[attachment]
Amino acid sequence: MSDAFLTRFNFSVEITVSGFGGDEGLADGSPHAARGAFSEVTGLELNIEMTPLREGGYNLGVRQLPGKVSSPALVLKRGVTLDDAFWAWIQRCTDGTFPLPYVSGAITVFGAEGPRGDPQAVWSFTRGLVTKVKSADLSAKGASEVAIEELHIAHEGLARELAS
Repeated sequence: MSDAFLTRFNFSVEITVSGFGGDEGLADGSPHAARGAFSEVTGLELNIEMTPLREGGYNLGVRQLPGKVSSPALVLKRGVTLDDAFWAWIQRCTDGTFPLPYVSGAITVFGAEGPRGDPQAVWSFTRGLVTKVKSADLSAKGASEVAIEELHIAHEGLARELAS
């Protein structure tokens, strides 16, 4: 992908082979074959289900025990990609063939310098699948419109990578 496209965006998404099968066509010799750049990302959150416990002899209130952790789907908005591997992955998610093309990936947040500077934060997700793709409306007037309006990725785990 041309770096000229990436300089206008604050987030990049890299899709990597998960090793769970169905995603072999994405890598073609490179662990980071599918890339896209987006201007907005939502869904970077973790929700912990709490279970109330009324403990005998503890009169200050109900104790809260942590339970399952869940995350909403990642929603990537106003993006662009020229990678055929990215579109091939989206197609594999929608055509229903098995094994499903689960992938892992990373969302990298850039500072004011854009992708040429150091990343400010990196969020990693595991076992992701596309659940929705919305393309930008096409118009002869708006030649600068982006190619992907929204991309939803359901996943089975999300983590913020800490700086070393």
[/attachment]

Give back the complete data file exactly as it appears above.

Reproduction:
Amino acid sequence: MSDAFLTRFNFSVEITVSGFGGDEGLADGSPHAARGAFSEVTGLELNIEMTPLREGGYNLGVRQLPGKVSSPALVLKRGVTLDDAFWAWIQRCTDGTFPLPYVSGAITVFGAEGPRGDPQAVWSFTRGLVTKVKSADLSAKGASEVAIEELHIAHEGLARELAS
Repeated sequence: MSDAFLTRFNFSVEITVSGFGGDEGLADGSPHAARGAFSEVTGLELNIEMTPLREGGYNLGVRQLPGKVSSPALVLKRGVTLDDAFWAWIQRCTDGTFPLPYVSGAITVFGAEGPRGDPQAVWSFTRGLVTKVKSADLSAKGASEVAIEELHIAHEGLARELAS
């Protein structure tokens, strides 16, 4: 992908082979074959289900025990990609063939310098699948419109990578 496209965006998404099968066509010799750049990302959150416990002899209130952790789907908005591997992955998610093309990936947040500077934060997700793709409306007037309006990725785990 041309770096000229990436300089206008604050987030990049890299899709990597998960090793769970169905995603072999994405890598073609490179662990980071599918890339896209987006201007907005939502869904970077973790929700912990709490279970109330009324403990005998503890009169200050109900104790809260942590339970399952869940995350909403990642929603990537106003993006662009020229990678055929990215579109091939989206197609594999929608055509229903098995094994499903689960992938892992990373969302990298850039500072004011854009992708040429150091990343400010990196969020990693595991076992992701596309659940929705919305393309930008096409118009002869708006030649600068982006190619992907929204991309939803359901996943089975999300983590913020800490700086070393």